Influencing the new Libya doesn’t have to be a zero sum game, of course. I think there is enough space in this nation of 6.4 million for everyone who wants to get involved to do so. The mature workforce should continue plying its trade and also learn about and try out new ideas. At the same time, young leaders should be able to voice their political concerns through formal structures endorsed and supported by the state. These leadership structures do not yet exist, though, and what form they might eventually take is not clear.

Regional rivalries and competing militias with differing agendas mean the struggle for legitimacy can sometimes turn violent. Most people in cities stay in after dark. Many households keep a closet or two of guns they stocked up on during the revolution, just in case. There are probably as many young people involved in the post-revolutionary clamor on the streets as there are young entrepreneurs launching radio stations and start-ups.

The only thing clear so far is that Gaddafi and his goons’ way of doing business is finished. Libya is not in danger, as its neighbor, Egypt, seems to be, of having new power structures give way to the old status quo. Senior positions in the new government, and in the oil management, are filled by fresh faces – a law passed in May banning Gaddafi-era officials from holding office made sure of that.

The new oil minister, Abdulbari Al Arusi, is an engineer who was vocal enough during the Gaddafi years that he served eight years of a life sentence in Abu Salim, an unhappy home to many political prisoners. Nuri Abusahmain, the new president of the General National Congress, Libya’s proto-parliament, is an ethnic Amazigh, a Berber minority that was systematically excluded from politics during the four decades of dictatorship. In a speech after his election to the post, Abusahmain distanced himself from any political or regional affiliation and declared himself independent.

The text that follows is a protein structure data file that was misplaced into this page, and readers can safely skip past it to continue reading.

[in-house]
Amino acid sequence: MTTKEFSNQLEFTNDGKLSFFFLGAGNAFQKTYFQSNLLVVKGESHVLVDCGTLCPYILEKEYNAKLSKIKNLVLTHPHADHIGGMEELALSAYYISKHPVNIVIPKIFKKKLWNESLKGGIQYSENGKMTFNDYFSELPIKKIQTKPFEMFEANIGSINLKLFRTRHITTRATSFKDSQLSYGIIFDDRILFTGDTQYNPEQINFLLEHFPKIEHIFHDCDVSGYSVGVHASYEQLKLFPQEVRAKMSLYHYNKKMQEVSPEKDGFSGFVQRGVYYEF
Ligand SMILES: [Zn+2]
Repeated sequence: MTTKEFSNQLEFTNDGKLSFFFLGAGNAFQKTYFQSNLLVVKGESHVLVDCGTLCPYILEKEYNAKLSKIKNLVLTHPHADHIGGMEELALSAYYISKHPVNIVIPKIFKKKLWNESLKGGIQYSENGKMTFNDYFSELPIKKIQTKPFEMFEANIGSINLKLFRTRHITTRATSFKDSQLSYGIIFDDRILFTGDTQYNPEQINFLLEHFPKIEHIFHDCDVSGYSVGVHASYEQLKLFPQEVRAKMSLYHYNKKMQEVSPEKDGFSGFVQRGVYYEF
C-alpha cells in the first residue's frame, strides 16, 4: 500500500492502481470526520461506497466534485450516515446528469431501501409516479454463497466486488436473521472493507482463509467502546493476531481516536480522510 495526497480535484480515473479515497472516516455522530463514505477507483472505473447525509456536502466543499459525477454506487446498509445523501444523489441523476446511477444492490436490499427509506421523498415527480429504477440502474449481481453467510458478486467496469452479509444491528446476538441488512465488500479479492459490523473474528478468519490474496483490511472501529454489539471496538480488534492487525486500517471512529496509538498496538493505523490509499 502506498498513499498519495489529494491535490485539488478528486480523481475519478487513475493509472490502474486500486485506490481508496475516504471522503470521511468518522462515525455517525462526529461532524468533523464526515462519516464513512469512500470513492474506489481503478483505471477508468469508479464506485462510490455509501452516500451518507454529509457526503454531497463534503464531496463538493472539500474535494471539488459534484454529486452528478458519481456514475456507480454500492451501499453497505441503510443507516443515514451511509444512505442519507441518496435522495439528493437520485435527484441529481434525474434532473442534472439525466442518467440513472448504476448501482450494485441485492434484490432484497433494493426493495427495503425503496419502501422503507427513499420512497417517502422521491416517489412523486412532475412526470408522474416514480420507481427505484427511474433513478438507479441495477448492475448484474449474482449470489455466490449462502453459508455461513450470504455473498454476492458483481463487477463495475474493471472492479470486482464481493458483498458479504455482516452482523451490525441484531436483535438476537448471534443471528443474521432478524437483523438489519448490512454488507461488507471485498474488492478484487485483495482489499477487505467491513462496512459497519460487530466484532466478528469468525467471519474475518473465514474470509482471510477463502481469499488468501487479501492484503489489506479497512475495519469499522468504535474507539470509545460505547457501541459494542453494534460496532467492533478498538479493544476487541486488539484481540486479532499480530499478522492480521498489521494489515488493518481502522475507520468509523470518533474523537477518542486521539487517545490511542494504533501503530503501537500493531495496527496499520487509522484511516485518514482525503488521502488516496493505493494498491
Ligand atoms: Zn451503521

This is pretty refreshing stuff. But what interests me most is how the mindset of today’s young people influences Libya’s future, and what avenues they might pursue to make that influence felt. Especially when we’re talking about oil. Exposure to different ways of doing business around the world, whether it’s Norway, Brazil or Botswana, could inject new thinking into Libya’s oil management. Al Arusi has spearheaded a move to review Libya’s oil contracts and possibly draft new oil legislation. That’s a start. But what about looking at how money from oil best trickles down to the average citizen? The focus, during the Gaddafi years and even now, in the call to review contracts, seems to be on how to maximize the government ‘take’ of revenues and give foreign multinationals the toughest break. How about a more concerted focus on reforming what is done with the money after the government has got it?

Few seem to be talking about that in Libya at the moment. Maybe a new generation of leaders will start to shift the mentality that for so long has kept this kind of thinking quiet.